Dr. Michael O. McMunn (D.D.S/77)
Dr. Edward James Wiley, Jr. (M.D/56)
Mrs. Frances W. Kay (B.S. nursing'59)
Dr. Thomas W. Nooney, Jr. (Ph.D/70)
Hearing no nominations from the
floor, a motion was made and ap-
proved to close the nominations; and
the candidates were elected unanim-
ously. Mrs. Rollings stated the six vice-
presidents representing the six schools
are elected by the membership of the
respective schools, announced that the
Board of Trustees accepted with regret
the resignation of Mr. Frederick Cifelli
and had asked Mr. Ronald F. Aber-
nathy (B.S. pharmacy '70) to fill the
Mrs. Rollings then introduced Dr.
Harry I. Johnson, Jr., (M.D. '53) who
automatically assumes the presidency
on July 1, 1987, having been elected
president-elect by the membership at
the 1986 annual meeting..
Recognition of the President
Dr. Johnson said that President Rol-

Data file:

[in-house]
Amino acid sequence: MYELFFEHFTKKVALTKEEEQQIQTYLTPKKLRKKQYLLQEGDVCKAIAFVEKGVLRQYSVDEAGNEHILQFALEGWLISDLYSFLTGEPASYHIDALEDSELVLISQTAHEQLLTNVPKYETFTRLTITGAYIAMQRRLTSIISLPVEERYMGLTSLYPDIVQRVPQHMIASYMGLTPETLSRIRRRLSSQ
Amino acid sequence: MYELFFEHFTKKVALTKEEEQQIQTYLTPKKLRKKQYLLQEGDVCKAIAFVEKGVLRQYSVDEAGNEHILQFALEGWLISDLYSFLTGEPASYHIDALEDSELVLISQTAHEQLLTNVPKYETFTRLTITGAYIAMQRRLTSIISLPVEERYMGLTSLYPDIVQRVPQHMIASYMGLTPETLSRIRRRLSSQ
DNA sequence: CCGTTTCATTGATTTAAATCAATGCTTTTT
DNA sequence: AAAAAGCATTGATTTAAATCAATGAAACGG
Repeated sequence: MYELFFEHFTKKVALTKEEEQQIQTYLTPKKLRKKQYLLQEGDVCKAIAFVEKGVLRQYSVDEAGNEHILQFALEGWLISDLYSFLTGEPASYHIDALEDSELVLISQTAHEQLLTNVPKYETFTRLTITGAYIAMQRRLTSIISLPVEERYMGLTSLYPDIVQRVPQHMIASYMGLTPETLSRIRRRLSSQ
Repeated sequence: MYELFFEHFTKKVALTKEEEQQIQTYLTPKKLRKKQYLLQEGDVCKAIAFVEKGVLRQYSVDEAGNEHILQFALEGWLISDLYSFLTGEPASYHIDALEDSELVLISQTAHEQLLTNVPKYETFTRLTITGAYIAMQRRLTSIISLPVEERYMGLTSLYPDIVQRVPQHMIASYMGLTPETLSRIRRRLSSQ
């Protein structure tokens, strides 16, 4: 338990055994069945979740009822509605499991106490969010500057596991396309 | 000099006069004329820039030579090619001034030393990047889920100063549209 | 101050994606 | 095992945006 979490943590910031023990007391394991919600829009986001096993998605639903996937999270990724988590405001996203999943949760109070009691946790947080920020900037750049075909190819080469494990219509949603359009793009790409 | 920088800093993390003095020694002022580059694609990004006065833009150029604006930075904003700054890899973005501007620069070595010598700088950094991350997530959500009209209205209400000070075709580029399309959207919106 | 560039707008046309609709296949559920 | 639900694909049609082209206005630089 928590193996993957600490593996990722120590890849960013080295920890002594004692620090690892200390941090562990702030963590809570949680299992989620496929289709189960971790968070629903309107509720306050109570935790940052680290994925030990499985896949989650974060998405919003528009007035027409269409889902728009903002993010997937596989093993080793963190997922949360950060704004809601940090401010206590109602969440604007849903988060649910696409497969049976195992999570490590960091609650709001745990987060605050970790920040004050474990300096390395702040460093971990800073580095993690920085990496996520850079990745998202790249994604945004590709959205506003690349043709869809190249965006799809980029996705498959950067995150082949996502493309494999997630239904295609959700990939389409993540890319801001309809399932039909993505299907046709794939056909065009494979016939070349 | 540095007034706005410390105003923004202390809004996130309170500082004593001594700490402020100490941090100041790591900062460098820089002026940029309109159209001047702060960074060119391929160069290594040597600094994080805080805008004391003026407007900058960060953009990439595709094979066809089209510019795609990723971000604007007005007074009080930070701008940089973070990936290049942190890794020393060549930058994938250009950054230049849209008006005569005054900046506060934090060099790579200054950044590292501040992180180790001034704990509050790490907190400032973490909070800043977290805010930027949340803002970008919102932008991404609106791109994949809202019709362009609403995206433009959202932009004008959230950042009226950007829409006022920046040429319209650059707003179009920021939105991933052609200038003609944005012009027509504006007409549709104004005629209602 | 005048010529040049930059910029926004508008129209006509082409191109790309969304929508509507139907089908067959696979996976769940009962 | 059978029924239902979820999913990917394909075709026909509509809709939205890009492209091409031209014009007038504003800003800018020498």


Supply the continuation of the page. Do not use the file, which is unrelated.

lings had managed the association well
in its daily routine work and repeat-
edly had represented the organization
well in its dealings with the university.
He presented her a past-president's
After brief remarks and announce-
ments, Dr. Johnson adjourned the
meeting on the motion of Dr. Nooney.
Franklin B. Stone
and Faculty Named
The late David G. Williamson, Jr.,
(M.H.A. '57) former vice-chairman of
the Hospital Corporation of America,
has been named the Outstanding
Alumnus of the Year by the Alumni
Mr. Williamson's wife and daughter
accepted the posthumous award in his
honor at the annual reunion on May
Pictured at the Alumni Association annual
meeting on May 16 are (left to right): Mr.
James L Dunn, external affairs officer, School
of Allied Health Professions; Mrs. David G.
Williamson and Miss Beth Williamson,
widow and daughter respectively of the 1987
Outstanding Alumnus of the Year awardee;
and Mr. Nathan Bushnell 111, (M.H.A. '51)
a member of the association's board of trustees.
In presenting the award, Mr.
Nathan Bushnell III (M.H.A. '51)
stated that "MCV has lost an
illustrious and strong supporter. Many
of us have lost a close friend, and the
health care industry of this nation has
lost one of its most brilliant and
innovative leaders." He added that
"Mr. Williamson could always be
counted on to advance the cause of
better patient care through personal
effort as well as participation in the
activities of professional associations.
For more than 30 years he served as a